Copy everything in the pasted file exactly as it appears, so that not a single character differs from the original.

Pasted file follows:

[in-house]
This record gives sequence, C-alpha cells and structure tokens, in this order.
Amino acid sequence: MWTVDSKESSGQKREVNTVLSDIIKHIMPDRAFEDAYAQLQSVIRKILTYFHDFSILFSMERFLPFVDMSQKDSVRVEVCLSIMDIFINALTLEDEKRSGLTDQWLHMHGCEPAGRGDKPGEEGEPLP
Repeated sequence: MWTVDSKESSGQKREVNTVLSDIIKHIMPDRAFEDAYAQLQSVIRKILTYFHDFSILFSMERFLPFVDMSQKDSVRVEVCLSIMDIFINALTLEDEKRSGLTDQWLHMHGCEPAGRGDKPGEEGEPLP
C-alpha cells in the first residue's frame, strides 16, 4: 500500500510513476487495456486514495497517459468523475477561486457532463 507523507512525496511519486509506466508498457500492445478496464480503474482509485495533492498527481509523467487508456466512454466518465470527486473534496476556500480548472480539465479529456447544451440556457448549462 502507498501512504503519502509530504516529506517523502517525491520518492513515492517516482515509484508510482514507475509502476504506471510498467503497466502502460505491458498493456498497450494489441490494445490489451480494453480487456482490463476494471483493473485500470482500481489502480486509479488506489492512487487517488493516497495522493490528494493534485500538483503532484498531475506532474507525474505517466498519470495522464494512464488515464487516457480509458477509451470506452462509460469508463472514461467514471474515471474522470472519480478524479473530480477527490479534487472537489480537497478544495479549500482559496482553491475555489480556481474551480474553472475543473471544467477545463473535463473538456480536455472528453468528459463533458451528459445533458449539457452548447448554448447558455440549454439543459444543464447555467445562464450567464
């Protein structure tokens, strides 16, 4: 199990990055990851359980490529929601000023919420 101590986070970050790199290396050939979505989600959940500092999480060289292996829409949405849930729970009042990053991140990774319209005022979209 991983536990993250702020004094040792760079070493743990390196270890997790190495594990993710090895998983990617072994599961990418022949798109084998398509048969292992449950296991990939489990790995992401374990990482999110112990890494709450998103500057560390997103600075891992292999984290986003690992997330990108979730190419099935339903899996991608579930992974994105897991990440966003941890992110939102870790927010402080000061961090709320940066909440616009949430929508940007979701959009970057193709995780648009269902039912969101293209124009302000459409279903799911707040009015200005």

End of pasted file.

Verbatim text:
[in-house]
This record gives sequence, C-alpha cells and structure tokens, in this order.
Amino acid sequence: MWTVDSKESSGQKREVNTVLSDIIKHIMPDRAFEDAYAQLQSVIRKILTYFHDFSILFSMERFLPFVDMSQKDSVRVEVCLSIMDIFINALTLEDEKRSGLTDQWLHMHGCEPAGRGDKPGEEGEPLP
Repeated sequence: MWTVDSKESSGQKREVNTVLSDIIKHIMPDRAFEDAYAQLQSVIRKILTYFHDFSILFSMERFLPFVDMSQKDSVRVEVCLSIMDIFINALTLEDEKRSGLTDQWLHMHGCEPAGRGDKPGEEGEPLP
C-alpha cells in the first residue's frame, strides 16, 4: 500500500510513476487495456486514495497517459468523475477561486457532463 507523507512525496511519486509506466508498457500492445478496464480503474482509485495533492498527481509523467487508456466512454466518465470527486473534496476556500480548472480539465479529456447544451440556457448549462 502507498501512504503519502509530504516529506517523502517525491520518492513515492517516482515509484508510482514507475509502476504506471510498467503497466502502460505491458498493456498497450494489441490494445490489451480494453480487456482490463476494471483493473485500470482500481489502480486509479488506489492512487487517488493516497495522493490528494493534485500538483503532484498531475506532474507525474505517466498519470495522464494512464488515464487516457480509458477509451470506452462509460469508463472514461467514471474515471474522470472519480478524479473530480477527490479534487472537489480537497478544495479549500482559496482553491475555489480556481474551480474553472475543473471544467477545463473535463473538456480536455472528453468528459463533458451528459445533458449539457452548447448554448447558455440549454439543459444543464447555467445562464450567464
């Protein structure tokens, strides 16, 4: 199990990055990851359980490529929601000023919420 101590986070970050790199290396050939979505989600959940500092999480060289292996829409949405849930729970009042990053991140990774319209005022979209 991983536990993250702020004094040792760079070493743990390196270890997790190495594990993710090895998983990617072994599961990418022949798109084998398509048969292992449950296991990939489990790995992401374990990482999110112990890494709450998103500057560390997103600075891992292999984290986003690992997330990108979730190419099935339903899996991608579930992974994105897991990440966003941890992110939102870790927010402080000061961090709320940066909440616009949430929508940007979701959009970057193709995780648009269902039912969101293209124009302000459409279903799911707040009015200005």